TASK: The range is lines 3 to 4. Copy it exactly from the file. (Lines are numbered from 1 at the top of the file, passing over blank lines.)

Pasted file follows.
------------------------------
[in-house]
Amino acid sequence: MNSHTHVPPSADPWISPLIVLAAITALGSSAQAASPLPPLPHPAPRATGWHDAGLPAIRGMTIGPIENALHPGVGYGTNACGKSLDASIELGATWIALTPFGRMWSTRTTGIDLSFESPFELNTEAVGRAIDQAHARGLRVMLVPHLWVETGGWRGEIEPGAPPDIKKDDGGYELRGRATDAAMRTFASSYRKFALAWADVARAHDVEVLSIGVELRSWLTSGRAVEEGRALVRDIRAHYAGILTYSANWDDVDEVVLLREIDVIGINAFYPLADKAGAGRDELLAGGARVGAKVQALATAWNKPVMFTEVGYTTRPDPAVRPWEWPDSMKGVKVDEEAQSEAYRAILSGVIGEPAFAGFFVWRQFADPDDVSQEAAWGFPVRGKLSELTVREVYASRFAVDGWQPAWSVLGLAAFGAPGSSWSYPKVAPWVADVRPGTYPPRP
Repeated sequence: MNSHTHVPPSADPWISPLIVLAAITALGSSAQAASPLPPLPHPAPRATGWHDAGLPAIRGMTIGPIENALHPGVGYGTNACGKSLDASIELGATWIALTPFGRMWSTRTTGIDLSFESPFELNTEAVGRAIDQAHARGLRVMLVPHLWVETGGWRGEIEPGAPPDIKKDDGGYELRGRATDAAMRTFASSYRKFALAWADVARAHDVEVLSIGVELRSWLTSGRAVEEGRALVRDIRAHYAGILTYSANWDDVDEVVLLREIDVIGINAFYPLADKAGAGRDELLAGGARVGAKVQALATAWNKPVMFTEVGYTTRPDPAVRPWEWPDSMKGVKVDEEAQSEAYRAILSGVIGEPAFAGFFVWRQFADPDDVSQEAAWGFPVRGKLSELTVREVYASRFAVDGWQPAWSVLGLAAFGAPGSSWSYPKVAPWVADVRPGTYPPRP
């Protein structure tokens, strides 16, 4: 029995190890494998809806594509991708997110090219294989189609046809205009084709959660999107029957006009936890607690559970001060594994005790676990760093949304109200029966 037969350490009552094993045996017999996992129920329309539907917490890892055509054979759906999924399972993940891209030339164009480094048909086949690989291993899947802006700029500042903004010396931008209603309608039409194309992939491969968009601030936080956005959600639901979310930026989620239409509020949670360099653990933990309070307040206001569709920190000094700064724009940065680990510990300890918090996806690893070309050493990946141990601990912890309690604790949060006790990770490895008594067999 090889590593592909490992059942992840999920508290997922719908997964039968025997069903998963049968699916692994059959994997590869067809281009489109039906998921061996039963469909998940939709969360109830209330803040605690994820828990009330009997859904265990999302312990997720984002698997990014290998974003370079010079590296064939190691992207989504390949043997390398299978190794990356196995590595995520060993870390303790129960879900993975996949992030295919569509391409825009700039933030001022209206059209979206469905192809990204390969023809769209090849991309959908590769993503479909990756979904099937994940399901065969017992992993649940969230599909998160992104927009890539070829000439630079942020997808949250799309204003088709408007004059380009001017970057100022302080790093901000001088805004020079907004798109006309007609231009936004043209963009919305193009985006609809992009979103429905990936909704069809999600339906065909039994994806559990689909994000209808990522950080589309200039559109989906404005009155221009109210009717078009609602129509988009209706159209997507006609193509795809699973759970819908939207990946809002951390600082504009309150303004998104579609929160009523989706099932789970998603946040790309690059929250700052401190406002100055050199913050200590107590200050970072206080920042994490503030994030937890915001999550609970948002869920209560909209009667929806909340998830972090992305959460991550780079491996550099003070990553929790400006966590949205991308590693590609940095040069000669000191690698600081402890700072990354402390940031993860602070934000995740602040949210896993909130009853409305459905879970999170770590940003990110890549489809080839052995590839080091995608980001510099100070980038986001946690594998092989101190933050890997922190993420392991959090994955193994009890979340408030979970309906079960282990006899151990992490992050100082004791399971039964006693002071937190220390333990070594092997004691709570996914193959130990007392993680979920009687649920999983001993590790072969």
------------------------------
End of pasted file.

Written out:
Repeated sequence: MNSHTHVPPSADPWISPLIVLAAITALGSSAQAASPLPPLPHPAPRATGWHDAGLPAIRGMTIGPIENALHPGVGYGTNACGKSLDASIELGATWIALTPFGRMWSTRTTGIDLSFESPFELNTEAVGRAIDQAHARGLRVMLVPHLWVETGGWRGEIEPGAPPDIKKDDGGYELRGRATDAAMRTFASSYRKFALAWADVARAHDVEVLSIGVELRSWLTSGRAVEEGRALVRDIRAHYAGILTYSANWDDVDEVVLLREIDVIGINAFYPLADKAGAGRDELLAGGARVGAKVQALATAWNKPVMFTEVGYTTRPDPAVRPWEWPDSMKGVKVDEEAQSEAYRAILSGVIGEPAFAGFFVWRQFADPDDVSQEAAWGFPVRGKLSELTVREVYASRFAVDGWQPAWSVLGLAAFGAPGSSWSYPKVAPWVADVRPGTYPPRP
């Protein structure tokens, strides 16, 4: 029995190890494998809806594509991708997110090219294989189609046809205009084709959660999107029957006009936890607690559970001060594994005790676990760093949304109200029966 037969350490009552094993045996017999996992129920329309539907917490890892055509054979759906999924399972993940891209030339164009480094048909086949690989291993899947802006700029500042903004010396931008209603309608039409194309992939491969968009601030936080956005959600639901979310930026989620239409509020949670360099653990933990309070307040206001569709920190000094700064724009940065680990510990300890918090996806690893070309050493990946141990601990912890309690604790949060006790990770490895008594067999 090889590593592909490992059942992840999920508290997922719908997964039968025997069903998963049968699916692994059959994997590869067809281009489109039906998921061996039963469909998940939709969360109830209330803040605690994820828990009330009997859904265990999302312990997720984002698997990014290998974003370079010079590296064939190691992207989504390949043997390398299978190794990356196995590595995520060993870390303790129960879900993975996949992030295919569509391409825009700039933030001022209206059209979206469905192809990204390969023809769209090849991309959908590769993503479909990756979904099937994940399901065969017992992993649940969230599909998160992104927009890539070829000439630079942020997808949250799309204003088709408007004059380009001017970057100022302080790093901000001088805004020079907004798109006309007609231009936004043209963009919305193009985006609809992009979103429905990936909704069809999600339906065909039994994806559990689909994000209808990522950080589309200039559109989906404005009155221009109210009717078009609602129509988009209706159209997507006609193509795809699973759970819908939207990946809002951390600082504009309150303004998104579609929160009523989706099932789970998603946040790309690059929250700052401190406002100055050199913050200590107590200050970072206080920042994490503030994030937890915001999550609970948002869920209560909209009667929806909340998830972090992305959460991550780079491996550099003070990553929790400006966590949205991308590693590609940095040069000669000191690698600081402890700072990354402390940031993860602070934000995740602040949210896993909130009853409305459905879970999170770590940003990110890549489809080839052995590839080091995608980001510099100070980038986001946690594998092989101190933050890997922190993420392991959090994955193994009890979340408030979970309906079960282990006899151990992490992050100082004791399971039964006693002071937190220390333990070594092997004691709570996914193959130990007392993680979920009687649920999983001993590790072969």